Fission & fusion: a view from Sirius, by Bertrand
Barré, ENS president
All too often, a very destructive controversy
simmers between the proponents of fusion and the advocates of
fission who, seen from Sirius,1 are both parts of the
same community, the nuclear energy specialists.
Fusion zealots claim that ‘their’
energy source is so much cleaner (meaning cleaner than fission,
of course), non-proliferating, safer, and more plentiful. Some
of them go as far as suggesting that ITER will, indeed, see the
light of day as a reactor (as the ‘R’ in the acronym
implies), and some also even dare attribute levels of cost competitiveness
to the first fusion reactor.2 Fission fanatics, on
the other hand, deride fusion as an eternal dream – saying
that its readiness for the market is perpetually delayed. Both
sides claim that they should be the sole recipients of the very
limited R&D budgets.
Let me first address this last point. It is a
fact that, by far, the biggest chunk of the Euratom Framework
Programme’s budget was, and still is, devoted to fusion
R&D. But this chunk constitutes the bulk of the European money
spent on fusion, though (fortunately) fission R&D relies only
marginally on EU funding. Furthermore, in the present EU environment,
any Euro lost by fusion is very unlikely to be redirected toward
fission R&D! This considered, we do constitute
We are a community also because, let's face it,
we share the same opponents. As long as fusion seemed very, very
remote – both in time and space – some ‘anti-nuke’
spokespeople used to say: “we're not against nuclear energy;
we're just against this dirty fission power". Recently,
because of the possibility of siting ITER in Europe, we hear (or
read in the press): “we're all for fusion, but we're against
this dirty ITER, with all that tritium and those activation products".
And this is not a purely European phenomenon – similar declarations
also appear in the Japanese newspapers.
Like it or not, fusion R&D needs the general
nuclear background supplied today by lively fission programmes.
If – heaven forbid – mankind were to phase out nuclear
power for fear of radioactivity, fusion would stand as much chance
of survival as a snowflake in hell. (And the demise of fusion
would be but a drop in the ocean of problems mankind would face
in solving its ‘development-versus-environment dilemma’
without the help of nuclear power.) On the other hand, the very
existence of active R&D on fusion provides nuclear power with
a prospect of millennial sustainability, which makes it worth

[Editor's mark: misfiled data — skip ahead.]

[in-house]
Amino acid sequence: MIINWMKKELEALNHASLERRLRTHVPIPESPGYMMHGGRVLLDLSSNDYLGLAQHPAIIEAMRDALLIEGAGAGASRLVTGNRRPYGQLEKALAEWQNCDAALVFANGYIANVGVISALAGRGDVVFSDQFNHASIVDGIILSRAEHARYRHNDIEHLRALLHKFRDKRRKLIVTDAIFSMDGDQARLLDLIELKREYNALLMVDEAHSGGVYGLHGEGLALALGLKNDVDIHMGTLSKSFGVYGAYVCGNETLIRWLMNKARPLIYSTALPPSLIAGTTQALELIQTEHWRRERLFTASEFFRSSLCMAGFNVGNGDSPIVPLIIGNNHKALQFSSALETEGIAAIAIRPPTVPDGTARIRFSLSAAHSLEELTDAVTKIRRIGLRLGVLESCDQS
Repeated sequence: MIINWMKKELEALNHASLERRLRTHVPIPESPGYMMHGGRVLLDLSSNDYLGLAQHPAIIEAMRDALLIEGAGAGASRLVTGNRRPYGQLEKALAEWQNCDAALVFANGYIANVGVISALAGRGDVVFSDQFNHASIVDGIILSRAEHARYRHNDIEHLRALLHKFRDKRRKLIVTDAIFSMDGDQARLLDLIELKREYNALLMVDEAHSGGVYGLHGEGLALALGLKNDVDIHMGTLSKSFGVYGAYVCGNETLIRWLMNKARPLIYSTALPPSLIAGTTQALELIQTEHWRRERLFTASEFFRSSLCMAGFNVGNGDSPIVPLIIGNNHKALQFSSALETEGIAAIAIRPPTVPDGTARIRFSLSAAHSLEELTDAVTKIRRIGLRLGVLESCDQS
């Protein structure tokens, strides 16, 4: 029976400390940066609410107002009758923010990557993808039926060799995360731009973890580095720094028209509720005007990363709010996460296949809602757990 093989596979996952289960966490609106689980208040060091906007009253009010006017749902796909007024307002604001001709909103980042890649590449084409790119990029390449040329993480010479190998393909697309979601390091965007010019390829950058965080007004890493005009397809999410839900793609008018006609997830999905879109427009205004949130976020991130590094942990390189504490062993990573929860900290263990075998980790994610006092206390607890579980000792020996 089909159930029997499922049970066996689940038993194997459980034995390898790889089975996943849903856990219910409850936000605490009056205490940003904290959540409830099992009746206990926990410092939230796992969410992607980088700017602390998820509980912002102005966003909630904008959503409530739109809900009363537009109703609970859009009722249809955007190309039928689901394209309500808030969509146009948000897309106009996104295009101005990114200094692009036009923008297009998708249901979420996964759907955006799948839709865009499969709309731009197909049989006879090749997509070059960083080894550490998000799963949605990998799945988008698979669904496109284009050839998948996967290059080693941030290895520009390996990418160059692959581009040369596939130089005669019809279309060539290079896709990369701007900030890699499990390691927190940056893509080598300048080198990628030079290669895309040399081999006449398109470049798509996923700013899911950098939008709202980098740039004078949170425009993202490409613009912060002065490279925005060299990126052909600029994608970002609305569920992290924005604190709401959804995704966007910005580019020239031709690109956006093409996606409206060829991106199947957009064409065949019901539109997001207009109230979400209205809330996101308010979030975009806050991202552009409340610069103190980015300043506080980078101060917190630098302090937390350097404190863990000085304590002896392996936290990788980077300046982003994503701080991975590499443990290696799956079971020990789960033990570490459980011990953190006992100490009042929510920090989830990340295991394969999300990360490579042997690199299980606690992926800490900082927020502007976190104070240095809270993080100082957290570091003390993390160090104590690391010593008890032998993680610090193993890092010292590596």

Fission advocates should say, in essence: “Fusion
is still a scientific and technical challenge which needs to be
very thoroughly addressed, but the prospect of turning the vast
reserves of lithium in the earth’s crust into energy sources
is worth the effort.” And fusion proponents should acknowledge
that, when we have mastered the physics and basic technology of
fusion, we shall be happy to turn to fission specialists to engineer
an efficient power reactor around our plasma core, to design our
specific tritium breeding cycle and to properly manage our radioactive
waste, as well as to help establish our Safety Analysis Report
and Environmental Impact Assessment.
All in all, the European fission community has
strongly supported ITER; we should at least expect the fusion
community not to undermine nuclear power when it faces tough opposition
in several European countries.
Personally, I do not picture fusion as a successor
to fission, no more than oil is a successor to coal. Whenever
it is that fusion does go commercial (don't ask me when), oil
as well as gas production will be on the decline. Mark my words:
I am not speaking about the ultimate exhaustion of these resources;
I am only predicting an irreversible decline in production which
might last very long. Even if a reasonably optimistic view of
the growth potential of renewable energy sources is taken, I am
convinced that, in the future, we shall be only too happy to have
two forms of nuclear energy to use simultaneously: breeder fission
and fusion. As I see it, fission and fusion are two sides of the
same ‘nuclear coin’.
1An expression from the French writer
Voltaire, which means: seen from afar, from a broader perspective.
2At this early stage, fusion’s
competitiveness is a question unfair to ask and dishonest to answer.